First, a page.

City seawall project going forward

The city of Dunkirk will go forward with the Lakefront Boulevard seawall replacement, but not without a lot of angst from Common Council members who had to give their approval. Two 4-1 votes gave approval to bond for $4.2 million for the project, along with hiring S. St. George Enterprises Inc. of Fredonia to do the work.

Council members Michael Michalski, William J. Rivera and Stacy Szukala had previously said they would support the bonding for the project, which required four votes for approval. Councilman Adelino Gonzalez, who had been a no vote in mid-afternoon, said a conversation with two businessmen changed his mind.

Councilwoman-at-Large Stephanie Kiyak was the no vote, citing numerous other expenses the city has and stating the project could be done in stages.

After a 30-minute mid-meeting recess to allow Szukala to be present for the vote, council members talked about the upcoming resolutions, which were considered out of the agenda order to allow the bonding to be considered before the hiring of the contractor.

Michalski began by recounting a conversation with his wife, who told him he was in a “no-win situation.”

He stated he was not proud of the conditions along Lakefront Boulevard and the seawall.

“I think our residents deserve a Lakefront Boulevard that they can be proud of, that they can go down there and use in a safe manner,” he added. “Right now, there’s rebar sticking out, there’s sidewalks that are going every which way. It’s not safe.”

Michalski went on to state the city has many other needs as well but the wall “will not get better by itself.”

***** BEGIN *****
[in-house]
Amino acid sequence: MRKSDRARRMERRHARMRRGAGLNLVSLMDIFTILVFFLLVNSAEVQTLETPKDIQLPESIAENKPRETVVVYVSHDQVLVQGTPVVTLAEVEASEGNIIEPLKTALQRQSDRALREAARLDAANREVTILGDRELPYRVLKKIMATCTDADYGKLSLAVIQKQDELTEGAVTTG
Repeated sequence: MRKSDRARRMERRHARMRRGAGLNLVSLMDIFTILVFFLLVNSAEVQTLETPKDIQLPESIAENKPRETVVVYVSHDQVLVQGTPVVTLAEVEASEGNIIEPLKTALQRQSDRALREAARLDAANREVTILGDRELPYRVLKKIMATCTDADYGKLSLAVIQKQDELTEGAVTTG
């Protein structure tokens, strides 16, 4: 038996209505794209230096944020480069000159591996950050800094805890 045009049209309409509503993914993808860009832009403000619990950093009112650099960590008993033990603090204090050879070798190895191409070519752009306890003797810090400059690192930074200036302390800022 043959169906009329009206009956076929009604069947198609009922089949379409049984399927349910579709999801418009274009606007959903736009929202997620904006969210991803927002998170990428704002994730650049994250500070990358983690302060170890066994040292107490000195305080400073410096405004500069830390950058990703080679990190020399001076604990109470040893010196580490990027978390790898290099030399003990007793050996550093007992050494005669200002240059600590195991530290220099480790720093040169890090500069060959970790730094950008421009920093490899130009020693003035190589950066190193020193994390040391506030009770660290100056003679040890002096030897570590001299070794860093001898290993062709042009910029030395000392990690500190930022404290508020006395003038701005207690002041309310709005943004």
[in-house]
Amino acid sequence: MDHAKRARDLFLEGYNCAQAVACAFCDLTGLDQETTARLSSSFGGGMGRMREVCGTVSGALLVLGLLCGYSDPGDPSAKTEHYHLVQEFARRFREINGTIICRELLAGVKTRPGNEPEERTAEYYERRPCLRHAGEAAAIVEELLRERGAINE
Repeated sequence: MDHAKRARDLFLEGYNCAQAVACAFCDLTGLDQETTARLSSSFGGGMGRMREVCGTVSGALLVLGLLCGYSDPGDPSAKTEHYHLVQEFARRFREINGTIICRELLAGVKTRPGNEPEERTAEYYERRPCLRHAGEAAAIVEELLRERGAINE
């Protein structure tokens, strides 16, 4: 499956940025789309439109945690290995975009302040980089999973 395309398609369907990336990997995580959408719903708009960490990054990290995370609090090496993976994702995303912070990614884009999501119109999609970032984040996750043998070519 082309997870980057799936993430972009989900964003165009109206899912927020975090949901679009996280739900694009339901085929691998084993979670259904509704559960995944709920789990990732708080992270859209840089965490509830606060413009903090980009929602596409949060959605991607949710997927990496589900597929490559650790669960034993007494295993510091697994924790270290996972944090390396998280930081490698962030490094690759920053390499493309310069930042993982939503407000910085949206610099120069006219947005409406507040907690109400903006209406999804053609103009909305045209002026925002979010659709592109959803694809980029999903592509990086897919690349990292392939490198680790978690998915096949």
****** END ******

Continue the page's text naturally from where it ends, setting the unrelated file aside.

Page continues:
Rivera said he figured out what it would cost him on both his home and the other properties he owns in the city.

“Listening to what Mike said, we’re in a lose-lose situation. If we ignore it we’re going to get blamed for ignoring it. If we pass the thing our taxes are going to go up,” Rivera explained. “I guess the bottom line for me was that I want to be part of the council that was responsible for improvement of it, not just pushing it off until next spring, or pushing it off until the next council. That’s just not what I want to be remembered for.”

He added the cost would be “more than worth it.”

Gonzalez said the seawall should have been addressed by prior administrations but it was talks with two business people Tuesday that moved him to vote yes.

“One told me it’s something you’re either going to fix it now, or pay more later, which do we do. It’s in bad shape. It’s in a condition where for safety reasons it’s not safe to be down there,” he explained, adding his wife told him he was on his own to decide. “It’s been put off for so many years if we don’t do that now who knows what’s going to happen?”

Szukala said city officials have either ignored or used a band-aid approach to the wall for the past 20 or 30 years, adding the current council has been talking about it for more than four years. She added the majority of residents she has talked to said it’s up to council to act to fix the wall so it lasts for years to come.